We study how efficiently a k-element set S\subset[n] can be learned from a uniform superposition |S〉=\sum_{i\in S} |i〉/\sqrt{|S|} of its elements. One can think of |S〉 as the quantum version of a uniformly random sample over S, as in the classical analysis of the "coupon collector problem." We show that if k is close to n, then we can learn S using asymptotically fewer quantum samples than random samples. In particular, if there are n−k=O(1) missing elements then O(k) copies of |S〉 suffice, in contrast to the Theta(k log(k)) random samples needed by a classical coupon collector. On the other hand, if n−k=Omega(k), then Omega(k log(k)) quantum samples are necessary.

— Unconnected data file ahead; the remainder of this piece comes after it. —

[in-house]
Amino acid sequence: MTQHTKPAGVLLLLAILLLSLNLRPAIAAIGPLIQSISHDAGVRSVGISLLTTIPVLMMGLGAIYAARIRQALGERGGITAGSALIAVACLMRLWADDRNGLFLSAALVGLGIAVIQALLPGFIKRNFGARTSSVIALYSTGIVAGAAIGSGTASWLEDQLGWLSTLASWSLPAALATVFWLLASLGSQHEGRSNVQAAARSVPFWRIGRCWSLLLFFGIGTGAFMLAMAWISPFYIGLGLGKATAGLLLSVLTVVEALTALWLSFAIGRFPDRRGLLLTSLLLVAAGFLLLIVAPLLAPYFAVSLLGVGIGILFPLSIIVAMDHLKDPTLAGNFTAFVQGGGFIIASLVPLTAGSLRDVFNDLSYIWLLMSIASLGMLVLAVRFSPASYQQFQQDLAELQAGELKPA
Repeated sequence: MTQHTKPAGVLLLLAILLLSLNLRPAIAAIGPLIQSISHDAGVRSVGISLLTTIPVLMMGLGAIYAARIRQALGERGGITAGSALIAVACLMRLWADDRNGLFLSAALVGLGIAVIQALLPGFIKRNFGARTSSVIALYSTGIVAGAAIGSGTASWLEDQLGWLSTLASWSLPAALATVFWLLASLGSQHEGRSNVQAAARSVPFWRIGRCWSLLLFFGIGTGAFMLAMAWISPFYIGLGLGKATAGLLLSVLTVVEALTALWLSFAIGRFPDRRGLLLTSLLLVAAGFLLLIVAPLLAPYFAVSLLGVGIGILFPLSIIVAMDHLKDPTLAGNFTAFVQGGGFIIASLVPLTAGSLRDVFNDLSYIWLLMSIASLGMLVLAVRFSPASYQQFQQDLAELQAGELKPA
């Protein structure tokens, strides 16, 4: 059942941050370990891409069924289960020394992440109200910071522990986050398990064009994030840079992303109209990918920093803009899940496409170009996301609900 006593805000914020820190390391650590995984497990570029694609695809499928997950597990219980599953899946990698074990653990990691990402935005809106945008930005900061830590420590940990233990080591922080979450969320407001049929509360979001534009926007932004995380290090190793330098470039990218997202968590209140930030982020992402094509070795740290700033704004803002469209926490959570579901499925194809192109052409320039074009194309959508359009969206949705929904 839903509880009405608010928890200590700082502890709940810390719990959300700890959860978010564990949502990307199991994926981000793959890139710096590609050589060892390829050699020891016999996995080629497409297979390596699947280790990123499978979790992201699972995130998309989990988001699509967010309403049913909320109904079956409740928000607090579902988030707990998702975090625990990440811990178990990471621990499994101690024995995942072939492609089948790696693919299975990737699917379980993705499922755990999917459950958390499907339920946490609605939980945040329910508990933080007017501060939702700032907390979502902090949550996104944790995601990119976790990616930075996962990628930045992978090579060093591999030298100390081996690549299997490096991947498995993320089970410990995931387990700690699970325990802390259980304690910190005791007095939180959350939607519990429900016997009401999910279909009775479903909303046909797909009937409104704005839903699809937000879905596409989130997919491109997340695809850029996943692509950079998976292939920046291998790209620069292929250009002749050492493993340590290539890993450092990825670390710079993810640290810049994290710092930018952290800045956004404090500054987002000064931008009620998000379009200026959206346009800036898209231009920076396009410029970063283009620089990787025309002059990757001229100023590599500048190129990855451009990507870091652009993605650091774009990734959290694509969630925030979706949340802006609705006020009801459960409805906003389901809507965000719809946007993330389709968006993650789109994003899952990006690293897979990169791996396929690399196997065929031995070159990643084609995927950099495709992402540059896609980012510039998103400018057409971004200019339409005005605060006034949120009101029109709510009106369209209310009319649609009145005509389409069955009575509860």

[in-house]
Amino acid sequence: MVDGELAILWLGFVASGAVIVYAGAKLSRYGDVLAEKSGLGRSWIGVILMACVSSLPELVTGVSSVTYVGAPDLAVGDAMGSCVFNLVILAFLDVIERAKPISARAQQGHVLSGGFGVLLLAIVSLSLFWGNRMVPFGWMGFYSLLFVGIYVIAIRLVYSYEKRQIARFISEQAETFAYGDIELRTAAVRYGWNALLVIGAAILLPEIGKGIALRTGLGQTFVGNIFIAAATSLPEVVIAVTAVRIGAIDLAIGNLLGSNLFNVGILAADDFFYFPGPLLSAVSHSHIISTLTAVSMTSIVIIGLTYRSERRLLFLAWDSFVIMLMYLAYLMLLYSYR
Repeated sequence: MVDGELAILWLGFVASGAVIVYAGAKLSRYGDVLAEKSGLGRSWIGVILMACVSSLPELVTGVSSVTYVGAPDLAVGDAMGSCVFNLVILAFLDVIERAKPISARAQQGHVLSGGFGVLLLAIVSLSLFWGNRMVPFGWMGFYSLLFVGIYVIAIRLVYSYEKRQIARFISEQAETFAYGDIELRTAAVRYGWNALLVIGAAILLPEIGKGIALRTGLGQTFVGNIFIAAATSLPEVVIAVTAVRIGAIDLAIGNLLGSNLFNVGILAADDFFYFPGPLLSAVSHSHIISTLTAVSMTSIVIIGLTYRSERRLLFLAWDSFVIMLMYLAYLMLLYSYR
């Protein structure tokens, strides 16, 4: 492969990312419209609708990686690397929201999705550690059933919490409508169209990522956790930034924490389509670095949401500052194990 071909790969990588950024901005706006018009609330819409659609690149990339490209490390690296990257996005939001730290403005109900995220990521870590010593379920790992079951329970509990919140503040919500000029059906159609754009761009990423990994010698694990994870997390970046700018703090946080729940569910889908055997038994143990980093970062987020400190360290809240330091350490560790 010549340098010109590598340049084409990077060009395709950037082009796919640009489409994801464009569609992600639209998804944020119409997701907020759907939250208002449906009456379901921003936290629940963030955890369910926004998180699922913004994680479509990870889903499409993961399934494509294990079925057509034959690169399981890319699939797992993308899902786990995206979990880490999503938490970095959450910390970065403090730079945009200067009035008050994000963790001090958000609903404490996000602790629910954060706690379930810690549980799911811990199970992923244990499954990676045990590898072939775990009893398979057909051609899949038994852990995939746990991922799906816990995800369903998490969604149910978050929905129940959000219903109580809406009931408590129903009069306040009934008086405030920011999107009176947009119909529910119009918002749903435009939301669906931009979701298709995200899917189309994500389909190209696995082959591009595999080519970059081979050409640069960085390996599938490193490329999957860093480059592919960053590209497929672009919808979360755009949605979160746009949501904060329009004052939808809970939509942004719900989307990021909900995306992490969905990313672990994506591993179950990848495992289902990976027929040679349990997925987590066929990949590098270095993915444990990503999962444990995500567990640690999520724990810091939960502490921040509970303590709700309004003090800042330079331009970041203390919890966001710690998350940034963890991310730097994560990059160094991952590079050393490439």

More generally, we give tight bounds on the number of quantum samples needed for every k and n, and we give efficient quantum learning algorithms. We also give tight bounds in the model where we can additionally reflect through |S〉. Finally, we relate coupon collection to a known example separating proper and improper PAC learning that turns out to show no separation in the quantum case.

This is joint work with Srinivasan Arunachalam, Aleksandrs Belovs, Andrew Childs, Robin Kothari, and Ansis Rosmanis (

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